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Won Buddhism,
as a reformed Buddhism, tries to make Buddha's teaching relevant and suitable to contemporary society.
Won Buddhism aims to

revitalize and modernize Buddhism

, to bring ancient Buddhist truth to contemporary society, and to use Buddhist teachings and meditation practice for practical and useful purposes. The goal of Won Buddhism is to build one world community and to realize oneness of life based on the Buddhist world view of interdependency and interconnectedness of all.

Won Buddhism was established by Great Master Sotaesan in Korea in 1916 with the founding motto:
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As material civilization develops,
cultivate spiritual civilization accordingly.

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Park, Chung-bin (1891-1943),
better known as
was born the son of a peasant on May 5, 1891 in Korea. Sotaesan's path towards awakening to the truth started with his asking universal questions about nature and human life, such as "Why do clouds and winds arise from the calm and clear sky?" or "Why are wives and husbands in such a close relationship?"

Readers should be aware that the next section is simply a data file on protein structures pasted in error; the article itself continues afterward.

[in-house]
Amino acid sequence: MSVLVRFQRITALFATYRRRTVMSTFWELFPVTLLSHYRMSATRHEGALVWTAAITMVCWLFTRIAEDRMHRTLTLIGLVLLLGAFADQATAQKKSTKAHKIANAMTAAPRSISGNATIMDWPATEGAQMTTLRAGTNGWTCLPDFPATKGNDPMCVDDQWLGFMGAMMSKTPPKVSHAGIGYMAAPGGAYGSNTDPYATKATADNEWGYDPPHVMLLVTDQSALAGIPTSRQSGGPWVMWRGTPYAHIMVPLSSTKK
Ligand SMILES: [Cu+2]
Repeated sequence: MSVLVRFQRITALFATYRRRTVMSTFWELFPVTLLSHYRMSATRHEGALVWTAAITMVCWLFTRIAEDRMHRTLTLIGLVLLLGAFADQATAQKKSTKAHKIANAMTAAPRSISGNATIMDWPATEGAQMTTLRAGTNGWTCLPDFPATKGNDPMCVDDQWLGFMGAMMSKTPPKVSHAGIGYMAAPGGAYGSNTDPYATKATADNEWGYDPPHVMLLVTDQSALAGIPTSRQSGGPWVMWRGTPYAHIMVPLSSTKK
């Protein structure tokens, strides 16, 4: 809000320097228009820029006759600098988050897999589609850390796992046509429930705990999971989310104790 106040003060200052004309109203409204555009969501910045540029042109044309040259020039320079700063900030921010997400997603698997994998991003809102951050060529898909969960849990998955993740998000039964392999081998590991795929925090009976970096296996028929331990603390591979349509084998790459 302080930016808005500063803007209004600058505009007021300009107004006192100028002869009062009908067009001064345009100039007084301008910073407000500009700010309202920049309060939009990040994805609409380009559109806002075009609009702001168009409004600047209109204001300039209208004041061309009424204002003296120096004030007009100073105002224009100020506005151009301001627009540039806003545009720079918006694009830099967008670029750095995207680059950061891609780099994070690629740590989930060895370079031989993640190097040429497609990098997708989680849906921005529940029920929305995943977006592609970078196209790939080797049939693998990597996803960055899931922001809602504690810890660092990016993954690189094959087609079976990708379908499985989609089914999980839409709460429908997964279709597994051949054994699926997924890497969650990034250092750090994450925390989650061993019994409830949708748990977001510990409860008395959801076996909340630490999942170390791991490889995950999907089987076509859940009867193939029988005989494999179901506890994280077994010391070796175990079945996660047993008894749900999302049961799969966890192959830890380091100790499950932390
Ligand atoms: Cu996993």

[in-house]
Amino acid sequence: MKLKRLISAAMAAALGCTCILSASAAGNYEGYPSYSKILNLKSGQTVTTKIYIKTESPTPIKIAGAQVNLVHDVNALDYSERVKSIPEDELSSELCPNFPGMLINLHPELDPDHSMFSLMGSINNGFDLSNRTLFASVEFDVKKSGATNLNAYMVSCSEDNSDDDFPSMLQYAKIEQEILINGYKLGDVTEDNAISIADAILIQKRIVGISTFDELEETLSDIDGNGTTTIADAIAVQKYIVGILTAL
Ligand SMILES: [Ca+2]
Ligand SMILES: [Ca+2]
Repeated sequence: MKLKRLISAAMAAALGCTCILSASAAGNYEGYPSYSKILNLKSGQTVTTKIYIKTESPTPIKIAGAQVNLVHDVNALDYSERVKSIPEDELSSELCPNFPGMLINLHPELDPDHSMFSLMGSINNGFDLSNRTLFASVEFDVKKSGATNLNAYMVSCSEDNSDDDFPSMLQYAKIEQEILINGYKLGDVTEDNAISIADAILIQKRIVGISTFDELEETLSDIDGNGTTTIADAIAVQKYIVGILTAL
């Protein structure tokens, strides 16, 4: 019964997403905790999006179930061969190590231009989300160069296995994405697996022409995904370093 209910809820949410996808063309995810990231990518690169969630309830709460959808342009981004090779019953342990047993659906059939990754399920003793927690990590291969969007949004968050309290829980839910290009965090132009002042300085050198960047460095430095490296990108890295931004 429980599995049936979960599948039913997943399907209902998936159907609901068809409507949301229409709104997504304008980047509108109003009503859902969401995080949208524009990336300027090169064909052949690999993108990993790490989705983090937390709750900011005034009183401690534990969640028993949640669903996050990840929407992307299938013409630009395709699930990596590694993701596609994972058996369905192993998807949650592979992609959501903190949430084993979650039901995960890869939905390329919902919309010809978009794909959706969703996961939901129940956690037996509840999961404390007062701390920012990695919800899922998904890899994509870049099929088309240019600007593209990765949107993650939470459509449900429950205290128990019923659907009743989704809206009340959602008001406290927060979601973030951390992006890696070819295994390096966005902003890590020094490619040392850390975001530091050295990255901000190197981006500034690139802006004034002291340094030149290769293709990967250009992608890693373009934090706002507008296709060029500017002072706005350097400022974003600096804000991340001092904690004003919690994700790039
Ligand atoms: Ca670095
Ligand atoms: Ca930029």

At the age of 26 on April 28, 1916, he attained enlightenment after twenty years of seeking the truth and declared:

"All things are of a single body and nature; all dharmas are of a single root source. In this regard, the Way (Tao) that is free from arising and ceasing and the principle of the retribution and response of cause and effect, being mutually grounded on each other, have formed a clear and rounded framework."

He offered visions and hopes for a society enriched by Buddhist practice and right-living, and he made efforts for practical application, dissemination, and modernization of Buddha Dharma under the founding motto.

As the spiritual leader of Won Buddhism for 28 years, during the dark period of World War II, he built a strong spiritual and material foundation of Won Buddhism from the three main undertakings of the order: edification, education, and charity.
He lived as an enlightened sage and completed books on the basics of his doctrine of Il-Won-Sang, the Dharmakaya Buddha, the Fourfold Grace, and the Threefold Study.

On June 1, 1943, he entered into Nirvana at the age of 53 after he delivered his
"transmission verse"
to his disciples:
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Being into nonbeing and nonbeing into being,

Turning and turning — in the ultimate,

Being and nonbeing are both void,

yet this void is also complete.


: Picture of Buddha's Mind

Il-Won-Sang (one circle image, O) is the circular symbol of the

Dharmakaya Buddha,

the Buddha Nature of all beings. In Won Buddhism, the image of the human Buddha is replaced by Il-Won which represents the perfect nature of the Buddha's heart and mind and our original nature. Master Sotaesan said,